17 May 2021: The University of Canberra’s Discipline of Sport and Exercise Science will host 50 of the region’s school students this week, celebrating National Biomechanics Day, a global initiative designed to celebrate and promote biomechanics as an emerging scientific field.
Students will visit the University on 17 and 18 May, where they will be introduced to the field of biomechanics and its diverse range of opportunities for study and work.
They will take part in a workshop exploring contact forces in the foot during landing, and how shoe design impacts those forces. Students will then be tasked with designing a prototype shoe to better tolerate forces of landing or better absorb forces of landing.
University of Canberra PhD student Jerushah Bull – who won a grant from the National Biomechanics Day Initiative to run the event – said the field was often overlooked as a line of study by students who were unaware of its existence.
“Biomechanics is so important because it shows us how our bodies move, and how we can create the most efficient movement possible as we grow and change,” she said.
“Many students are introduced to fundamental science subjects like biology and physics, but are unaware of the applications of this science in human movement – which is essentially what biomechanics is.
“This lack of exposure to biomechanics as a field impacts the number of students going on to study and work in the industry, and ultimately positively impact society through biomechanics.”
Ms Bull, who previously completed her undergraduate degree in engineering, is now undertaking her PhD research in biomechanics at the University, investigating the effect aging has on foot spring.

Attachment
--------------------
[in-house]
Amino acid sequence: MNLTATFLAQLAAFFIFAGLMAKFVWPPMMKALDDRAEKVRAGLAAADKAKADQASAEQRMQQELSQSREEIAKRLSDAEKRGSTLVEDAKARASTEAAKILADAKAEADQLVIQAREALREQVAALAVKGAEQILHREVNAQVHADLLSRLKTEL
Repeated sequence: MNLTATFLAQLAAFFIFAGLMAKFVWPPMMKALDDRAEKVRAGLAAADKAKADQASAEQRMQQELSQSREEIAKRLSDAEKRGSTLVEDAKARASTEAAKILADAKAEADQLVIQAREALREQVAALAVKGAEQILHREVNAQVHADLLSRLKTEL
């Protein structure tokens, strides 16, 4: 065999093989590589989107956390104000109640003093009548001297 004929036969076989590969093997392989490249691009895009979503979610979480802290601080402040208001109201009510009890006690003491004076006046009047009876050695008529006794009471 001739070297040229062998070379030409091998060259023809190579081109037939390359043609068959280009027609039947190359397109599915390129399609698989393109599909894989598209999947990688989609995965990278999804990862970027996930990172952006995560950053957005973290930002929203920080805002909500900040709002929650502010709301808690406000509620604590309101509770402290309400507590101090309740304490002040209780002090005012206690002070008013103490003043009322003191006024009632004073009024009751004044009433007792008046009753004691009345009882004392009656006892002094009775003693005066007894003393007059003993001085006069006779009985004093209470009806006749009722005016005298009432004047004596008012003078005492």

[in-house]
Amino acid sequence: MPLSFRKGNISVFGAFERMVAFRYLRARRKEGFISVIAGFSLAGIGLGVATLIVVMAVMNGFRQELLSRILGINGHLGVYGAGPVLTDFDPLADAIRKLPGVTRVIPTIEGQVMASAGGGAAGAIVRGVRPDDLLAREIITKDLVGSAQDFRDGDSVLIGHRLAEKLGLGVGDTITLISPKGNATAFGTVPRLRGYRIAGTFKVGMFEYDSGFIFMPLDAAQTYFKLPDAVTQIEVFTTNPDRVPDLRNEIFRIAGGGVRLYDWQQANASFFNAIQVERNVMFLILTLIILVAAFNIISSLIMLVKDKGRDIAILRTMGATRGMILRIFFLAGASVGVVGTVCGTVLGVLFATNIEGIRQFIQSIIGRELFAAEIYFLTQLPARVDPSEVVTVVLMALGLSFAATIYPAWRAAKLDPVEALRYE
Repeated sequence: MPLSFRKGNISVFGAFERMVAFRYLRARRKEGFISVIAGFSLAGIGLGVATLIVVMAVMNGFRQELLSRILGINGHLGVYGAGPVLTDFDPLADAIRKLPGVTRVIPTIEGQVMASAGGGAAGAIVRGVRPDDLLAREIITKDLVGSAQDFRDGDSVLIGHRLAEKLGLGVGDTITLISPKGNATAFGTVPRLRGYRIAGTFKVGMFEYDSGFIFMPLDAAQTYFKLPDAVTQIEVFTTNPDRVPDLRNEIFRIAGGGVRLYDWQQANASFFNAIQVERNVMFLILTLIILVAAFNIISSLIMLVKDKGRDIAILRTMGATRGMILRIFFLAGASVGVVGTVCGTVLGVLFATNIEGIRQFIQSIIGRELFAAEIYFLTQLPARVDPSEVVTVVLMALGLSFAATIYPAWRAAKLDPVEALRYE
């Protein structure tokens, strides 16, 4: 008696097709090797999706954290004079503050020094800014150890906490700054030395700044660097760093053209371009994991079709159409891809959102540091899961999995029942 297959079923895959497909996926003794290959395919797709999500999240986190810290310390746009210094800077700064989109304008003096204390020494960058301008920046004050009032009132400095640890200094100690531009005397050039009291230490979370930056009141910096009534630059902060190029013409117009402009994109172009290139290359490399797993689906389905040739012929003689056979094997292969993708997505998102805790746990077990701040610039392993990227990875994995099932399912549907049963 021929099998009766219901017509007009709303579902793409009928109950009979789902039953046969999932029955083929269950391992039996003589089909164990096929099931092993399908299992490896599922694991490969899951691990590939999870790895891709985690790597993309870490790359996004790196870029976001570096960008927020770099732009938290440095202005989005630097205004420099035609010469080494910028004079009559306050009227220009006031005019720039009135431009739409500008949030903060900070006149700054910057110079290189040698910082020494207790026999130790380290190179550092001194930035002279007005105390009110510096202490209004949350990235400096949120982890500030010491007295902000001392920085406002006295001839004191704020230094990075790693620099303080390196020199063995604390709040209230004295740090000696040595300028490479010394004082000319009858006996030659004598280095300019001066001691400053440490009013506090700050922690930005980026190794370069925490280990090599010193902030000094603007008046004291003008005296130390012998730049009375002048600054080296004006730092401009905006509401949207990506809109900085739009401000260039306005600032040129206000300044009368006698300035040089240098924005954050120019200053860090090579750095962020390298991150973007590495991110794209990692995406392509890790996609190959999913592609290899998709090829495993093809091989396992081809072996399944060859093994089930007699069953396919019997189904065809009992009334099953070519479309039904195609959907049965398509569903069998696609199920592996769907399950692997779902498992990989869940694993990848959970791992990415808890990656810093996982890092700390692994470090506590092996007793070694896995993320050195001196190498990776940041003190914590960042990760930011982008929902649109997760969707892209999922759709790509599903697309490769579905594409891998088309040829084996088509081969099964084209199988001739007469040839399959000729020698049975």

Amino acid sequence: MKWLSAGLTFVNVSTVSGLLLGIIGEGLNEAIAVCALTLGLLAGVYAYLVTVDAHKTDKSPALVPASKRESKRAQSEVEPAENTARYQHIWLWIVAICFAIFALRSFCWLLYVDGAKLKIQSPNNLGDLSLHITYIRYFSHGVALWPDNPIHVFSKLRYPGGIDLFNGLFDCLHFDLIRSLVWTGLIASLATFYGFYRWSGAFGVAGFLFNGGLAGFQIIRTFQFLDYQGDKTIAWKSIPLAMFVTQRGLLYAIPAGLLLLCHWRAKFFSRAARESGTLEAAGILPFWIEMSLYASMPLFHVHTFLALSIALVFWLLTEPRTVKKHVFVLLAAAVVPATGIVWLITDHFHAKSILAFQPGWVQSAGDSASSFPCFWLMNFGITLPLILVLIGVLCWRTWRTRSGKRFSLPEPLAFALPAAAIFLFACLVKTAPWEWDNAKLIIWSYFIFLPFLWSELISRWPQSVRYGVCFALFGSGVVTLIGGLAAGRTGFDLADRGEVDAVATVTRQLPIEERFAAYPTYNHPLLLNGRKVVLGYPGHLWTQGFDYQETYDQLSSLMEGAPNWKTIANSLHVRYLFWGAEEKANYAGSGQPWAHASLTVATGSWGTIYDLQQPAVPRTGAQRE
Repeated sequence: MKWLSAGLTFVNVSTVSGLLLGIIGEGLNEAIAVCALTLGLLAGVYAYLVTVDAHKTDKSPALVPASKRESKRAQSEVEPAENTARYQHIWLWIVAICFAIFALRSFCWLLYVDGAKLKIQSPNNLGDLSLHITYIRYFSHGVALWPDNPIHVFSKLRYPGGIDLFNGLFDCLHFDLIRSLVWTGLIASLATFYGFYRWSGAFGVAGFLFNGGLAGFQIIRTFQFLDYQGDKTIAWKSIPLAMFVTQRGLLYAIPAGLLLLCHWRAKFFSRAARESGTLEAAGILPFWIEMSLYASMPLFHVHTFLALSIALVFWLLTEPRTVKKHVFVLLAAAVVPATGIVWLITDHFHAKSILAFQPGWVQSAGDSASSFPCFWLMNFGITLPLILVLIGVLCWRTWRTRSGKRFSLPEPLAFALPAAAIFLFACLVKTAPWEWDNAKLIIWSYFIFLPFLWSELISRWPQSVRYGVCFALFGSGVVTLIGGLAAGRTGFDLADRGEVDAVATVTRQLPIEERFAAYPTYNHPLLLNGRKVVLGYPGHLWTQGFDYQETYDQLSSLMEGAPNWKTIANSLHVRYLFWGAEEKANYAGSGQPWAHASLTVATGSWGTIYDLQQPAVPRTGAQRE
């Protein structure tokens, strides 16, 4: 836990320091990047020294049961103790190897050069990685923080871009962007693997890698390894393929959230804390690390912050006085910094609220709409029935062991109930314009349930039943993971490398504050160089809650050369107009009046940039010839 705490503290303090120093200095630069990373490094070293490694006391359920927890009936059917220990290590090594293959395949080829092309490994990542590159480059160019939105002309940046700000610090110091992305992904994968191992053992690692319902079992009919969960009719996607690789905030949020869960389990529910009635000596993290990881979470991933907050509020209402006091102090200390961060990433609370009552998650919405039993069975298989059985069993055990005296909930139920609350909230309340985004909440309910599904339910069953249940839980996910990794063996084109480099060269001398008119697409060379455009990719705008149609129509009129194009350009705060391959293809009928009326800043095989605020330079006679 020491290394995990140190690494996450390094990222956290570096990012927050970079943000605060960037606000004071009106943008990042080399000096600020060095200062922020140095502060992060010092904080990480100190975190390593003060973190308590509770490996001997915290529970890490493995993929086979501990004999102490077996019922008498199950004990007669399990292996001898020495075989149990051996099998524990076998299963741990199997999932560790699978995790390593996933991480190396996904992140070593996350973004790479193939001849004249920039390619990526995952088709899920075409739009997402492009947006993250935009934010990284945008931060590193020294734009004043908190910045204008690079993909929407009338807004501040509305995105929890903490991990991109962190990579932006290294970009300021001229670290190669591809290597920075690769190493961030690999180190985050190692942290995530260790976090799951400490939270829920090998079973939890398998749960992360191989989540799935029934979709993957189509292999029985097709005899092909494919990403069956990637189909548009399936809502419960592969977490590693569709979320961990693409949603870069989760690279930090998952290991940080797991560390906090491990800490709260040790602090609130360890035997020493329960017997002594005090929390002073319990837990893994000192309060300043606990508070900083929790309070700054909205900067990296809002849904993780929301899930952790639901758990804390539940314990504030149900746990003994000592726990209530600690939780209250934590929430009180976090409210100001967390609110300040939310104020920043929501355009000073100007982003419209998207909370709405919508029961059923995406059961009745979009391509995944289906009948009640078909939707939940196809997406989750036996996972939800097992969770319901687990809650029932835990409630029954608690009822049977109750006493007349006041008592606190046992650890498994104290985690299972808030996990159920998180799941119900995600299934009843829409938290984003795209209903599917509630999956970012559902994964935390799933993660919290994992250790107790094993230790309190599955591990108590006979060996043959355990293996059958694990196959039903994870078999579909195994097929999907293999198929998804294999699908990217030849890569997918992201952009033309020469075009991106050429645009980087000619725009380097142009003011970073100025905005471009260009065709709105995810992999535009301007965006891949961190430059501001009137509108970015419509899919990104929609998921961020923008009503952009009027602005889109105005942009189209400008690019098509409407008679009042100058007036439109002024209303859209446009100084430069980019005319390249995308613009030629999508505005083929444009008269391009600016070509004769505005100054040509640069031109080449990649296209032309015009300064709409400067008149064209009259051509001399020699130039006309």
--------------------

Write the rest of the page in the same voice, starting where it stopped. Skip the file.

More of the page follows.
Students who attend the University’s National Biomechanics Day event will explore the specific contact forces in individual feet when exercising, and the implications of shoe design.
Assistant Professor in Sport and Exercise Science at the University, Dr Celeste Coltman, said it was important to promote the growing field to possible future biomechanists.
“We have a growing group of academic staff and research students working across varied fields of biomechanics here at UC to solve real world problems, so it’s important to promote the possible opportunities to students in the region,” she said.
“Particularly in biomechanics, there are key timepoints – especially for women – where they drop out of Science, Technology, Engineering and Mathematics (STEM) fields.
“One of those is in Years 11 and 12, when girls don’t take the STEM subjects required as prerequisites to prepare them for study in science at a university level, and we are looking to address that.”
The 50 students, from Calwell High School and Lake Ginninderra College, will attend the workshop in Building 12.